10 tips to help you become the best TV Researcher

Hi Hi!

Those of you who have been with me from the start know how I came to find myself in London but those of you who are new – WELCOME! – may not know I moved to the big smoke to kickstart a career in television.  A few weeks back I went along to an event hosted by RTS Futures – the arm of the Royal Television Society aimed at helping new entrants to the industry make the most of opportunities that come their way.

RTS Futures is open to anyone who has been working in the TV industry for less than 2 years and is free to join.  They regularly host events in London and across the UK which you can check out here.  I’ve been to a couple of them now and it’s a great opportunity to pick the brains of the people who have paved the path for those coming up the telly ranks as well as meet likeminded folks you might like to collaborate with in the future.

The most recent event they hosted was about becoming the best TV Researcher and while I was there I made a few notes I thought I’d share here in case any of you are interested in dipping a toe in the telly pool.

1 LISTEN.  Listen to what’s being asked of you and respond accordingly.

2 KNOW YOUR SUBJECT MATTER.  If you’re not already an expert in the area you are researching make it your mission to become an expert in it.  If you’re doing casting research, (finding people to appear on TV), try to put yourself in the shoes of the person you are trying to find.  If you were them, where would you hang out?  What would you be interested in?


3 PICK UP THE PHONE.  This was a really key message of the evening.  Anyone can send a tweet but it’s far better to pick up the phone and have a chat with someone to best find out about them.

4 READ NEWSPAPERS.  Daily.  And not just the newspaper you normally buy.  Read a selection and look out for interesting articles and people that might be brilliant on TV.  Check out reddit and Twitter too to see what’s trending.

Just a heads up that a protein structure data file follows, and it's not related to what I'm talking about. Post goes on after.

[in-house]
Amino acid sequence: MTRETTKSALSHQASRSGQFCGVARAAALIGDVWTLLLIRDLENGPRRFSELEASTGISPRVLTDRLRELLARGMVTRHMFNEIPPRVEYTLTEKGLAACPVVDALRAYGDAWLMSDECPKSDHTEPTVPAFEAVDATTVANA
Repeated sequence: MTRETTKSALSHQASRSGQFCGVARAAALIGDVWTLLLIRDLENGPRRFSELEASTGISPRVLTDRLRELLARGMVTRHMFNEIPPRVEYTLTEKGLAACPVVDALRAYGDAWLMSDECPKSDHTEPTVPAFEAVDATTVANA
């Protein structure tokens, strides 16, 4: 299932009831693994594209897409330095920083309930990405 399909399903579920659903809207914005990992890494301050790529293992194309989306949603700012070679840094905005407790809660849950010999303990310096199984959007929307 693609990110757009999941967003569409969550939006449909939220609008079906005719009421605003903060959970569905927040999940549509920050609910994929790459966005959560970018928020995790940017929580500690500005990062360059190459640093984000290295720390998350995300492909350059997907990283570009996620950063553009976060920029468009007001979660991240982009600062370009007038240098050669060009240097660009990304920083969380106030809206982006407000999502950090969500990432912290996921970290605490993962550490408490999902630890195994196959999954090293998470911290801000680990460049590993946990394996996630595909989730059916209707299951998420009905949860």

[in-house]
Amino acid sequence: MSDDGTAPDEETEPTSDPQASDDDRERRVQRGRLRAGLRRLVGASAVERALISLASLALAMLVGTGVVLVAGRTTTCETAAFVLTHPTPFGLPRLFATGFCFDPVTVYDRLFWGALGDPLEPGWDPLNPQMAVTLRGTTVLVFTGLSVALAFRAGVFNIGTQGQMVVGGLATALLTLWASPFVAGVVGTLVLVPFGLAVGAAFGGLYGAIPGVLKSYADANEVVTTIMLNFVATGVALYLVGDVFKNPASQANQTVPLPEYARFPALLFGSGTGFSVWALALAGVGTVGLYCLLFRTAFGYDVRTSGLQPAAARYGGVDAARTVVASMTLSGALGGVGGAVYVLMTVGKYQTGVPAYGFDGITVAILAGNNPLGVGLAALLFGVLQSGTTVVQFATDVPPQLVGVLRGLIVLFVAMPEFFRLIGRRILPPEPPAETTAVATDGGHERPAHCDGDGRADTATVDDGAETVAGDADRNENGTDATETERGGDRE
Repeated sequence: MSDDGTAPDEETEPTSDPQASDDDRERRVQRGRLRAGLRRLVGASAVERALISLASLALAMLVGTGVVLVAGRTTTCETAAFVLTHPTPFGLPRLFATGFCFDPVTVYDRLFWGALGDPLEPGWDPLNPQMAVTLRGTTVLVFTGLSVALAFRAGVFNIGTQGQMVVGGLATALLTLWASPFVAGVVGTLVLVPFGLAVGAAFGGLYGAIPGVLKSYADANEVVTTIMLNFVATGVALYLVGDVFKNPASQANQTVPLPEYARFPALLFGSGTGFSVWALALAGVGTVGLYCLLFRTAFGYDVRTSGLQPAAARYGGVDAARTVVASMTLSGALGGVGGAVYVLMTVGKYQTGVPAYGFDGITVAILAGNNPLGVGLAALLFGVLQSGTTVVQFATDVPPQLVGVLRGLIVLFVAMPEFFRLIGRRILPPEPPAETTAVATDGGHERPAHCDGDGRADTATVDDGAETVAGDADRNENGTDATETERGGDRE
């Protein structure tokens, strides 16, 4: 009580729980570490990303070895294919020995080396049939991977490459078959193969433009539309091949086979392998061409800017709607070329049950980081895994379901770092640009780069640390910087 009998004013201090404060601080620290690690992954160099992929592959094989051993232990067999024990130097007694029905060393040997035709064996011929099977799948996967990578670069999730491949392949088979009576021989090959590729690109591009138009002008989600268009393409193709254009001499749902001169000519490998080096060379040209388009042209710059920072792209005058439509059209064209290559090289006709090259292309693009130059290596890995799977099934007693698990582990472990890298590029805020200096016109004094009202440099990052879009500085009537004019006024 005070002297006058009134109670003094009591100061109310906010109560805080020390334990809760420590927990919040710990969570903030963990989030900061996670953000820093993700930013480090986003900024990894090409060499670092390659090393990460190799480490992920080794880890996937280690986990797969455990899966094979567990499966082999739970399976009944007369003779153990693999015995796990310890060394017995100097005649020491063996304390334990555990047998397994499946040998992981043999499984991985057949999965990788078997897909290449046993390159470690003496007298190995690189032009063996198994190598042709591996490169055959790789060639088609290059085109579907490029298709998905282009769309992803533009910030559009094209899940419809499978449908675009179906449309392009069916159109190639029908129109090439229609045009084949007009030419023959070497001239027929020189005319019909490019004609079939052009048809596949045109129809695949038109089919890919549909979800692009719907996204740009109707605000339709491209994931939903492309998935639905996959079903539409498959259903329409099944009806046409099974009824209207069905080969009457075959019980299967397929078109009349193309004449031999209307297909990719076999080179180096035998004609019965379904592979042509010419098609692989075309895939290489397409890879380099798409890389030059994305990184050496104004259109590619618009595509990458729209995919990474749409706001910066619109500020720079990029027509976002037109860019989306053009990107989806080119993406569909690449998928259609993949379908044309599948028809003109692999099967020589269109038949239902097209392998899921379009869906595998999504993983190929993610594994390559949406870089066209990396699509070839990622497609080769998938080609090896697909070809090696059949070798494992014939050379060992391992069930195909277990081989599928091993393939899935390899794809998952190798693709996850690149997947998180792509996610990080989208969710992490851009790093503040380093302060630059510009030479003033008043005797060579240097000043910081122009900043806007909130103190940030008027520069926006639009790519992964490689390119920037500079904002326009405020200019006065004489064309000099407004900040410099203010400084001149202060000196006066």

5 FACT CHECK EVERYTHING.  If you don’t have total confidence in the accuracy of the information you are passing to the rest of your team stop and check it more thoroughly.  Not checking something properly can have consequences for colleagues who are relying on you to know your stuff.

6 IF YOU MAKE A MISTAKE OWN UP.  Don’t bottle it up, especially if you think it’s a biggie.  The sooner you own up the sooner you and your team can work to fix it.

7 COMMUNICATION IS IMPORTANT.  If you’re not sure on something just ask.  However, do try and find out the answer yourself first.  Recognise that your fellow colleagues are time-poor and working to deadlines, as you are, so be considerate of their time by finding out what you can before approaching them.  If you still can’t find the answer don’t be afraid to ask for help.

8 DON’T PROMISE THINGS YOU CAN’T DELIVER.  A great thing about being a researcher is you get to interact and build relationships with lots of different people.  It can be tempting to promise something if you think it will encourage someone to want to appear in your show but unless you are certain you can deliver on it don’t do it.  It’s not fair to that person and you wouldn’t like someone to do it to you.  If people are gracious enough to give you their trust treat it well.

9 SOUND IS JUST AS IMPORTANT AS THE IMAGE ON SCREEN.  If you’re asked to go on a recce,  (to meet a potential contributor or check out a filming location,) and you interview someone make sure you think of sound.  Is the location you want to film outdoors?  Is it on a flight path or near a busy road?  These things can really disrupt filming and make it hard to hear what your contributor is saying.  Coffee shops can be tricky too – huge fancy espresso machines are very noisy!

10 KEEP YOUR CV SHORT & SWEET.  Talent Managers receive a huge volume of CVs every day so keep your CV succinct and leave out any waffle.  List your key skills at the top and emphasise why you will be a great asset to the team that is hiring.  An employer wants to hear what you will bring to the job they are advertising not what your long term career goals are.

If you’re interested in working in TV I hope these tips are useful to you.  They came straight from the mouths of experienced Casting Execs, Producer / Directors, Researchers and Presenters so they’re worth a read through.  Look out for RTS Futures events happening in your area and get along to them if you can.  It’s a great opportunity to pick up tips from the experts but also to network and get on the radars of industry gurus.

The next RTS Futures event in London is the Summer Party on 16th July.  Click here for details.

See you next time!xx

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